It's Easy to Enrol

Select a Learning Method

 

I am studying from...



Enable Javascript to automatically update prices.


All prices in Australian Dollars.

Payment plans available.

Courses can be started at any time from anywhere in the world!

NUT PRODUCTION BHT219

Course CodeBHT219
Fee CodeS2
Duration (approx)100 hours
QualificationStatement of Attainment
Nuts can be grown anywhere!

There are hundreds of different nut plants that are grown as food crops around the world; from the tropics to the arctic, and from rain forests to very arid places.
 
You may well only think of  a dozen or so of these when you talk about nuts; and for the main part this course concentrates on those nuts which are more familiar to you; and more widely grown commercially.
The course will however also broaden your awareness of what can be grown; and perhaps introduce you to some commercial possibilities you may not have previously considered.
 

 

Lesson Structure

There are 8 lessons in this course:

  1. Introduction
    • What is a Nut
    • Identifying Plants Accurately
    • Classification of Nuts into their Plant Families
    • Juglanaceae,
    • Coylaceae,
    • Fagaceae,
    • Burseraceae,
    • Lecthidaceae
    • Sterculiaceae
    • Rosaceae
    • Pinaceae
    • Anacardiaceae, etc
    • Review of Botany of Nuts: flowers and fruit development
    • Resources
  2. The Most Commonly Grown Varieties
    • Overview of Nut Culture
    • Comparing most common nuts
    • Terminology
    • Almond
    • American Hazlenut
    • Cashew
    • Peanut
    • Walnut
    • Macadamia
  3. Culture of Nuts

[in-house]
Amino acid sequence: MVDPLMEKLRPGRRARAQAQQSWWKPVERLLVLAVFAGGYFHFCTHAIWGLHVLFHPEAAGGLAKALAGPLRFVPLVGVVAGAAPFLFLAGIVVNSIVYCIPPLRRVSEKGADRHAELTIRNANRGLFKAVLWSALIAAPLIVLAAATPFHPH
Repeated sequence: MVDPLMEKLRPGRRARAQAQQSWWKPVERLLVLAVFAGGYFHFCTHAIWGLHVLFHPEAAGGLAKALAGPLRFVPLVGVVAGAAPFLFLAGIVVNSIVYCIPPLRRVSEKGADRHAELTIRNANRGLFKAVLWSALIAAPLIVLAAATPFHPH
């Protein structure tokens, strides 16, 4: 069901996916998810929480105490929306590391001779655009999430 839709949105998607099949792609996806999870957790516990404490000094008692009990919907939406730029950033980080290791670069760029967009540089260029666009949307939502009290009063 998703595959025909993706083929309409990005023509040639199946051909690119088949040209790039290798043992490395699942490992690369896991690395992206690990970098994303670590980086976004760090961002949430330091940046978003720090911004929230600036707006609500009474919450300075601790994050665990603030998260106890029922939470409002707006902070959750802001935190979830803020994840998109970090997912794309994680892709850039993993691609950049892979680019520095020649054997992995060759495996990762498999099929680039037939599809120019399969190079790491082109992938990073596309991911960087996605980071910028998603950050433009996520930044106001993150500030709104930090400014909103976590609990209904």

• Site Selection and Management
    • Soils
    • Soil Testing
    • Water Management
    • Nutrition and Feeding
    • Plant Health: pest and disease, protection from wind, salt, air, etc
    • Common problems with different types of nuts
    • Planting
    • Terminology
    • Weed Management
    • Pruning
  4. Less Common Nuts
    • Pecan
    • Pistacio
    • Pine Nuts
    • Auraucaria
    • Chestnut
    • Filbert
    • Brazil Nut
    • Beech
    • Oak
    • Sunflower
    • Pili Nut
    • Cola Nut
    • Cocao
    • Hausa Groundnut
    • Acacia, and more
  5. Propagation
    • Seed Propagation of Nuts
    • Cuttings
    • Layering
    • Grafting
    • Propagating Corylus
    • Propagating Pinus
    • Propagating aids and structures
  6. Harvest and Post-harvest of Nuts.
    • Harvesting
    • Cleaning, Cracking and Shelling
    • Drying and Storage
    • Handling Almonds
    • Cashews
    • Chestnuts
    • Pine nuts
    • Walnuts
    • Hazlenuts
    • Pistacios
  7. Marketing Nuts
    • Overview
    • Where to sell nuts
    • Marketing Processes
    • Market Research
    • Uses of Nuts: Food and other uses
  8. Workplace Health, Safety and Risk Management
    • Duty of Care
    • Risk Assessment in a Horticultural Enterprise
    • Financial Risks
    • Keeping the Workplace Safe
    • Protective Clothing
    • Equipment Safety (Tools and Machinery)
    • Safety with Manual Handling and lifting

Each lesson culminates in an assignment which is submitted to the school, marked by the school's tutors and returned to you with any relevant suggestions, comments, and if necessary, extra reading.

Aims

  • On successful completion of the course you should be able to do the following:
  • Identify different nut crop varieties.
    • Determine the cultivation practices appropriate to a range of different nut crops.
    • Determine how to propagate a range of different nut plants.
    • Determine appropriate techniques for harvesting a nut crop.
    • Specify an appropriate post-harvest treatment for a nut crop.
    • Develop marketing strategies for nuts.

What You Will Do

  • Here are just some of the things you will be doing:
  • Distinguish between common and scientific perceptions of the term nut.
  • Compare the botanical characteristics of the fruits from different nut genera.
  • Describe the botanical classification of different species of nut plants, including where appropriate, botanical interrelationships.